RAW SUGAR DRYING USING A FLUIDIZED BED SYSTEM AT SEZELA

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					                                                                 Proceedings of The South African Sugar Technologisu' Associalion - June 1983


          RAW SUGAR DRYING USING A FLUIDIZED BED SYSTEM
                           AT SEZELA
                                                             By G. F. MANN
                                                     C. G. Smith Sugar Limited, Sezela

                             Abstract                                  further sub-divided by means of vertical baffles2 to give sep-
                                                                       arate drying and cooling zones, and in the cooling zone above
   A practical discussion about the operation of the drier and         the perforated plate is a further vertical baffle which is arranged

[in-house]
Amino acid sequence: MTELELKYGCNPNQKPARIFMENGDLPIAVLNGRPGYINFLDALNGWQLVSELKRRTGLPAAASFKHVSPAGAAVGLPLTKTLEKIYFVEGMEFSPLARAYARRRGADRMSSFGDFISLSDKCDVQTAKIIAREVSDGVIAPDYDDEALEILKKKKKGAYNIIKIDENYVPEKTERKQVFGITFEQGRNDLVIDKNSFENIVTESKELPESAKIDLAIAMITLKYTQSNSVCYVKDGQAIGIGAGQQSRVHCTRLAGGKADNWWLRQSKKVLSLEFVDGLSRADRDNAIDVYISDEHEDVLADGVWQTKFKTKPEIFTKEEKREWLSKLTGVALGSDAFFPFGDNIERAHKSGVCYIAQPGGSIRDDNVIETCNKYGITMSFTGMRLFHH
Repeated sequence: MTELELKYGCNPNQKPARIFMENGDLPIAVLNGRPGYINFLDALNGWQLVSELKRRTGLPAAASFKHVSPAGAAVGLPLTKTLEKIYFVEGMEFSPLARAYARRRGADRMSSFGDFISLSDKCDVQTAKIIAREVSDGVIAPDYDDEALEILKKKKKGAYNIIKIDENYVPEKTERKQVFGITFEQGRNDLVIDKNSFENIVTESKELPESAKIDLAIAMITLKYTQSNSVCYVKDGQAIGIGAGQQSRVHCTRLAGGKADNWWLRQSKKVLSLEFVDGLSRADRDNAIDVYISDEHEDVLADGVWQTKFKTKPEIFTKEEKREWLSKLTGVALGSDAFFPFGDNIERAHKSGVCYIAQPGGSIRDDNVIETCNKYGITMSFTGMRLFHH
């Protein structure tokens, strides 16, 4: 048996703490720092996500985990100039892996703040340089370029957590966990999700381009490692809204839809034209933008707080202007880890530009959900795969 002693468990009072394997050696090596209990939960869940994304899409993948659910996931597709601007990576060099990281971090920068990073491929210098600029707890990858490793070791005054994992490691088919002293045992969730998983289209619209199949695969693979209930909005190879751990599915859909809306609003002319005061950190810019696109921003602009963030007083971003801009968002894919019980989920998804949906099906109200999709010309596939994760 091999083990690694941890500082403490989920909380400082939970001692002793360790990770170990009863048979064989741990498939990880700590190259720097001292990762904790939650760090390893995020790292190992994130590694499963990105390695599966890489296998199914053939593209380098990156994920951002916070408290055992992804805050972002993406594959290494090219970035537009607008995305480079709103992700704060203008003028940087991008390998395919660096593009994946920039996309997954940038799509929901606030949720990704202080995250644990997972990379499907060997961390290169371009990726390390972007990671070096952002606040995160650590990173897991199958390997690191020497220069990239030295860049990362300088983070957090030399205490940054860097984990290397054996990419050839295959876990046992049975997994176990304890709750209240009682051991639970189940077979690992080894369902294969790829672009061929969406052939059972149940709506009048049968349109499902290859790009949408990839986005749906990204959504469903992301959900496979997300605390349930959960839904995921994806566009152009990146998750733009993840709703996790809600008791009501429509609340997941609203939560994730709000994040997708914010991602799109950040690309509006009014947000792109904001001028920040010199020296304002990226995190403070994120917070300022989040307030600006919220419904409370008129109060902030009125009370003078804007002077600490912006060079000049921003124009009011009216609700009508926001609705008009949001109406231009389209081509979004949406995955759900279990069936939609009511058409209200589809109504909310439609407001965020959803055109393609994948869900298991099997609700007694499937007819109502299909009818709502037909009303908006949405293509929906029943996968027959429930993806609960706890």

the effects of different operating conditions on final sugar qual-     to give an approach to plug sugar flow.
ity is presented.
                                                                         Air is supplied by a forced draught fan driven by a 200 kW
                          Introduction                                 motor. The air duct after the fan splits into two, one containing
                                                                       a steamlair heat exchanger which provides hot air to the un-
   As part of the mill expansion programme Sezela installed            derside of the perforated plate in the drying zone, and the other
two 40 ton per hour fluidized bed drierlcoolers to handle its          providing ambient air to the underside of the perforated plate
raw sugar production at a cane crush rate of 500 tons per hour.        in the cooling zone.
Fluidized bed driers were chosen in preference to the more               Wet sugar is introducted into the drying zone above the per-